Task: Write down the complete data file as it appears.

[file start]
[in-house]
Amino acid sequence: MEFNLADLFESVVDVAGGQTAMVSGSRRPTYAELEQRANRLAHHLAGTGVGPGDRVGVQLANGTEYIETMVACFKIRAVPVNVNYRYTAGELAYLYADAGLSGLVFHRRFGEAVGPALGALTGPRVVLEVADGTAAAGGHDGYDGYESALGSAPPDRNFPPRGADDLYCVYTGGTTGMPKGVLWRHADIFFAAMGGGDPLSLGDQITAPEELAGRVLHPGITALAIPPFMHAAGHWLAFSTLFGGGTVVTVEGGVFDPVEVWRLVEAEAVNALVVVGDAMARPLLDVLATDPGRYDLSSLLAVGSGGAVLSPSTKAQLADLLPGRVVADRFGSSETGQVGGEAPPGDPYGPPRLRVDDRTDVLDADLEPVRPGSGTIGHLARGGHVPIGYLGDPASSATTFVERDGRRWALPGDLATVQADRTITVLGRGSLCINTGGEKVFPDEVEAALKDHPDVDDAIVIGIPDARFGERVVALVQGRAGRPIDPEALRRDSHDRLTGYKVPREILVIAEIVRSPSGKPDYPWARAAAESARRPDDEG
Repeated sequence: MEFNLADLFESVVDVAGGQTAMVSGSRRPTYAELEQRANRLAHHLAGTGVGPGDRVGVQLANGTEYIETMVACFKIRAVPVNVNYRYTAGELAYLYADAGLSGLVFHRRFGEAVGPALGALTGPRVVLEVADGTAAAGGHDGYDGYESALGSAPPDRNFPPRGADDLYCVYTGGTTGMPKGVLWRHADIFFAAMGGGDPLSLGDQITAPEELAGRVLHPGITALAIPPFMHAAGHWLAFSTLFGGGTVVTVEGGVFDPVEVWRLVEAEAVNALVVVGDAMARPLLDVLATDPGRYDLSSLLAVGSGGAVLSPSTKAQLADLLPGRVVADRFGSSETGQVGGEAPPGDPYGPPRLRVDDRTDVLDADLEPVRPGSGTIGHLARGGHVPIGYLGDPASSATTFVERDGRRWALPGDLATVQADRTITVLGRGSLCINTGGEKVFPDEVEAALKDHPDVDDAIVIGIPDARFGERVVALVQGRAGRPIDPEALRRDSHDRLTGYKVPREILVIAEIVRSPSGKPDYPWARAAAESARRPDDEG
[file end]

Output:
[in-house]
Amino acid sequence: MEFNLADLFESVVDVAGGQTAMVSGSRRPTYAELEQRANRLAHHLAGTGVGPGDRVGVQLANGTEYIETMVACFKIRAVPVNVNYRYTAGELAYLYADAGLSGLVFHRRFGEAVGPALGALTGPRVVLEVADGTAAAGGHDGYDGYESALGSAPPDRNFPPRGADDLYCVYTGGTTGMPKGVLWRHADIFFAAMGGGDPLSLGDQITAPEELAGRVLHPGITALAIPPFMHAAGHWLAFSTLFGGGTVVTVEGGVFDPVEVWRLVEAEAVNALVVVGDAMARPLLDVLATDPGRYDLSSLLAVGSGGAVLSPSTKAQLADLLPGRVVADRFGSSETGQVGGEAPPGDPYGPPRLRVDDRTDVLDADLEPVRPGSGTIGHLARGGHVPIGYLGDPASSATTFVERDGRRWALPGDLATVQADRTITVLGRGSLCINTGGEKVFPDEVEAALKDHPDVDDAIVIGIPDARFGERVVALVQGRAGRPIDPEALRRDSHDRLTGYKVPREILVIAEIVRSPSGKPDYPWARAAAESARRPDDEG
Repeated sequence: MEFNLADLFESVVDVAGGQTAMVSGSRRPTYAELEQRANRLAHHLAGTGVGPGDRVGVQLANGTEYIETMVACFKIRAVPVNVNYRYTAGELAYLYADAGLSGLVFHRRFGEAVGPALGALTGPRVVLEVADGTAAAGGHDGYDGYESALGSAPPDRNFPPRGADDLYCVYTGGTTGMPKGVLWRHADIFFAAMGGGDPLSLGDQITAPEELAGRVLHPGITALAIPPFMHAAGHWLAFSTLFGGGTVVTVEGGVFDPVEVWRLVEAEAVNALVVVGDAMARPLLDVLATDPGRYDLSSLLAVGSGGAVLSPSTKAQLADLLPGRVVADRFGSSETGQVGGEAPPGDPYGPPRLRVDDRTDVLDADLEPVRPGSGTIGHLARGGHVPIGYLGDPASSATTFVERDGRRWALPGDLATVQADRTITVLGRGSLCINTGGEKVFPDEVEAALKDHPDVDDAIVIGIPDARFGERVVALVQGRAGRPIDPEALRRDSHDRLTGYKVPREILVIAEIVRSPSGKPDYPWARAAAESARRPDDEG